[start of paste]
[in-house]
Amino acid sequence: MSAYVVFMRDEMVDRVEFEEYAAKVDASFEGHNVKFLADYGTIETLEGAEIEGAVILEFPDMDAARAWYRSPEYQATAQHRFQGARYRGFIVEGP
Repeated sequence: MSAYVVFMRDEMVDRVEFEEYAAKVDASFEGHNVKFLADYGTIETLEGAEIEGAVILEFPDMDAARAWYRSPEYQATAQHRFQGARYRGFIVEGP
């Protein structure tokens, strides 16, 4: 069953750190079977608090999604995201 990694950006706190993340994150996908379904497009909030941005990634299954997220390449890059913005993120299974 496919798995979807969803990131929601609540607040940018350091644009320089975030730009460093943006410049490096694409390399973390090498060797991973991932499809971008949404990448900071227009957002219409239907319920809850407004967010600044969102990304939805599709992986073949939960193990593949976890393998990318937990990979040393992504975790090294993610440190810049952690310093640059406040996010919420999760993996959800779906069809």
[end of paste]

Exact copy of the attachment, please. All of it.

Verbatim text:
[in-house]
Amino acid sequence: MSAYVVFMRDEMVDRVEFEEYAAKVDASFEGHNVKFLADYGTIETLEGAEIEGAVILEFPDMDAARAWYRSPEYQATAQHRFQGARYRGFIVEGP
Repeated sequence: MSAYVVFMRDEMVDRVEFEEYAAKVDASFEGHNVKFLADYGTIETLEGAEIEGAVILEFPDMDAARAWYRSPEYQATAQHRFQGARYRGFIVEGP
């Protein structure tokens, strides 16, 4: 069953750190079977608090999604995201 990694950006706190993340994150996908379904497009909030941005990634299954997220390449890059913005993120299974 496919798995979807969803990131929601609540607040940018350091644009320089975030730009460093943006410049490096694409390399973390090498060797991973991932499809971008949404990448900071227009957002219409239907319920809850407004967010600044969102990304939805599709992986073949939960193990593949976890393998990318937990990979040393992504975790090294993610440190810049952690310093640059406040996010919420999760993996959800779906069809």